Revisiting the Wetlands
Hurricane Katrina came ashore just east of New Orleans and the
damage to the city and surrounding region was devastating. If
not for the 40 miles of marshes between New Orleans and the Gulf
of Mexico, the impact would have been much worse.
Fifty-three percent of Americans live along the coast among natural
disasters like Katrina, and tidal wetlands are critical buffers
that protect coastal communities. In addition to shoreline protection,
wetlands provide other important functions such as supporting
commercial and recreational fisheries, which are especially important
in Louisiana, filtering pollutants, and providing habitat for
many plant and animal species.
But in Louisiana and elsewhere, we are losing wetlands at an alarming
rate. In Louisiana, an average of 75 km2 (more than 18,000 acres)
of wetlands are lost every year. The causes vary, but include
(1) construction of levees along the Mississippi River that starve
the marshes of sediment, (2) canals and pipelines constructed
for oil and natural gas fields, (3) natural subsidence in the
Mississippi delta, and (4) climate change, especially when it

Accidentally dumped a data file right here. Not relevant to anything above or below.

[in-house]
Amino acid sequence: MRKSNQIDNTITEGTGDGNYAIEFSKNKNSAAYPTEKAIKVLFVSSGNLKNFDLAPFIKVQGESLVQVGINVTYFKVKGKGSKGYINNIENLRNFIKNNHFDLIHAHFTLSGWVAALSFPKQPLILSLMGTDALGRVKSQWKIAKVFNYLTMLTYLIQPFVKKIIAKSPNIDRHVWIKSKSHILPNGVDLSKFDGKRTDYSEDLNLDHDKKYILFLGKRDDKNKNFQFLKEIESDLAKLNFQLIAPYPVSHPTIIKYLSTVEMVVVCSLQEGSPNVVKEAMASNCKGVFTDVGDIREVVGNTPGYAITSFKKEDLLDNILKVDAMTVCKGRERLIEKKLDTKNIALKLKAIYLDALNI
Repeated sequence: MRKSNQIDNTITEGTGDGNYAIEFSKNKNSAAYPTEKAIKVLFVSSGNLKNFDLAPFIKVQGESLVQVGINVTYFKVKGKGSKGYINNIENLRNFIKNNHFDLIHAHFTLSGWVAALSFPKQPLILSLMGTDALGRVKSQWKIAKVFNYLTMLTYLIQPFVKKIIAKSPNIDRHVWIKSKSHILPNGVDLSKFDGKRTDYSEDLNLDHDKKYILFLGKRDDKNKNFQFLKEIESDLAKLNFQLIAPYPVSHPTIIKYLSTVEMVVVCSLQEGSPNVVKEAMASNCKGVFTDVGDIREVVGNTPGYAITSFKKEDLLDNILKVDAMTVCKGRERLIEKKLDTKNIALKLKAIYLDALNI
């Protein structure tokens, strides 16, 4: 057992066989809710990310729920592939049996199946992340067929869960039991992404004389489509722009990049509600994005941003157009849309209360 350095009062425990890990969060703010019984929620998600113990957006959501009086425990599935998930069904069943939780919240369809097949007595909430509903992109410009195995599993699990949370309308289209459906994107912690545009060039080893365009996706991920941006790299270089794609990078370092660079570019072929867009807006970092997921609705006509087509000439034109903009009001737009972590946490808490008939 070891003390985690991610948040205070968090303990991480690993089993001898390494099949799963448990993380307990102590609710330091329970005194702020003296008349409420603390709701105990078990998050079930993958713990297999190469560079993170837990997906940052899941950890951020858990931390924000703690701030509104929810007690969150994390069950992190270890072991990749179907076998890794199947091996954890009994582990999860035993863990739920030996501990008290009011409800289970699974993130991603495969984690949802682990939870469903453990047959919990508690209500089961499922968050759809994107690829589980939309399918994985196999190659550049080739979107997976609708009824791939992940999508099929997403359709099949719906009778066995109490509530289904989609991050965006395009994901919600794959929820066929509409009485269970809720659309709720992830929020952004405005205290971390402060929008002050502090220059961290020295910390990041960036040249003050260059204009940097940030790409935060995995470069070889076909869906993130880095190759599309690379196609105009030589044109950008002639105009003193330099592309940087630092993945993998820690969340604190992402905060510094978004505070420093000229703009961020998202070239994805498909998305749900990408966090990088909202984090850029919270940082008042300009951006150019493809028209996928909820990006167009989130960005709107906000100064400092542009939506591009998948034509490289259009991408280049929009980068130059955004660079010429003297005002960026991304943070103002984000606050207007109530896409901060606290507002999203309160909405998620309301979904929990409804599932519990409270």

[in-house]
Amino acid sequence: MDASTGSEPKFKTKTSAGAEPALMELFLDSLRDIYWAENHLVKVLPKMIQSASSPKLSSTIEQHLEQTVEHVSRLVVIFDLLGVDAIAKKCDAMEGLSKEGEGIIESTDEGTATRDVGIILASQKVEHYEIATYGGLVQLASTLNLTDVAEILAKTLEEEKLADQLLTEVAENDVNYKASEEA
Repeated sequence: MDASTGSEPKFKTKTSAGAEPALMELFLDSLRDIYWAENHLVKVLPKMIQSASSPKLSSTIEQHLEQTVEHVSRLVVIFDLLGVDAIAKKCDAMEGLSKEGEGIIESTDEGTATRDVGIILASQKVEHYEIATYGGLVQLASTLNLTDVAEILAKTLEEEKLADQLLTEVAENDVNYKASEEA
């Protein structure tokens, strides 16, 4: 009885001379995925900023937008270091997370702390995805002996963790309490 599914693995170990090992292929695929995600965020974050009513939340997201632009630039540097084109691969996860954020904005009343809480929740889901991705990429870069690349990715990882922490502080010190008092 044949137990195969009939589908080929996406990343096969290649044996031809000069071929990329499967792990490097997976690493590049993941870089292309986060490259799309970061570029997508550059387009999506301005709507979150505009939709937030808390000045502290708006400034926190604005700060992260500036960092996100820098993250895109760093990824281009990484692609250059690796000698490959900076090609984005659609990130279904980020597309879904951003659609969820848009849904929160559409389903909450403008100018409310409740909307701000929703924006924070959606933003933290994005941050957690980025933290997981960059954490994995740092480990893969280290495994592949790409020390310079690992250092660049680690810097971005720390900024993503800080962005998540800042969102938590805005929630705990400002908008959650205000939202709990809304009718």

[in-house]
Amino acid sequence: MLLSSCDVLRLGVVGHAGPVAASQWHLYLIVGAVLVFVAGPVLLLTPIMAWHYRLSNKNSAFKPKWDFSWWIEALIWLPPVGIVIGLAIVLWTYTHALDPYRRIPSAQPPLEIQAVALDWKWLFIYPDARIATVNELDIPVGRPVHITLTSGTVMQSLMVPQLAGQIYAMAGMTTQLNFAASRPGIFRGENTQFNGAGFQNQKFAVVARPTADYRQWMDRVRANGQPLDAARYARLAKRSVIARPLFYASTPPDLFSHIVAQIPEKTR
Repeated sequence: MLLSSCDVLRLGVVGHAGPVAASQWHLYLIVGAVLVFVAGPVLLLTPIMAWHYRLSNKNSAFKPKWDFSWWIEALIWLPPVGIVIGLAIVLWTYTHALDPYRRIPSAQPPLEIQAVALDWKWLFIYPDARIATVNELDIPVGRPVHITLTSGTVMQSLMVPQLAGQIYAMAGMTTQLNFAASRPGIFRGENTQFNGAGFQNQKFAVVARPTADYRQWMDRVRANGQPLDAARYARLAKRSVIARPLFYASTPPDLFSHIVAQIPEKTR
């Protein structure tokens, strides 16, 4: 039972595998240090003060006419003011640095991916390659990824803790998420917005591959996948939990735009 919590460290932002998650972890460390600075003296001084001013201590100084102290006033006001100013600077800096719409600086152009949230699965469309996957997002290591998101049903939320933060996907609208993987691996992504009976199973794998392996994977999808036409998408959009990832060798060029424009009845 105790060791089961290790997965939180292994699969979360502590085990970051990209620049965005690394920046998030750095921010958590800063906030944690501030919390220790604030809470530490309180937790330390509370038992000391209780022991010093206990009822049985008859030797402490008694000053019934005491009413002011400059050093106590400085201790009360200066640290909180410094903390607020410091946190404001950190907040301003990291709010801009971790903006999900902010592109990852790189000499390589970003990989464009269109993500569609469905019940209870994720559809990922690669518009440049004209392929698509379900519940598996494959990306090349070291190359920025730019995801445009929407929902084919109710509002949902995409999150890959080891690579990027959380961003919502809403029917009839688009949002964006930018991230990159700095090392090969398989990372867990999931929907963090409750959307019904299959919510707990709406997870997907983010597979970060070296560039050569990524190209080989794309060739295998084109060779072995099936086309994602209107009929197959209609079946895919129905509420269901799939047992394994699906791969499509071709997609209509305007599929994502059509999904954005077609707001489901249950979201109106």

contributes to an increase in the sea level.
A $14 billion plan, “Coast 2050”, aims to restore
and protect more than 10,000 km2 (nearly 2.5 million acres) of
Louisiana’s marsh and swamp during the next 50 years. But
the plan is stymied by lack of support from Congress and the White
House. It’s time to rethink how we manage and protect our
coastal resources so the outcome will not be worse the next time
Katrina, or something else, comes along.
Christopher Craft is an associate professor at
SPEA, IUB. His research focuses on biogeochemical linkages among
vegetation, soils, and soil fauna, and the effects of human activities
on these linkages. He particularly uses wetlands as a model for
these links. Professor Craft received his Ph.D. from North Carolina
State University in 1987.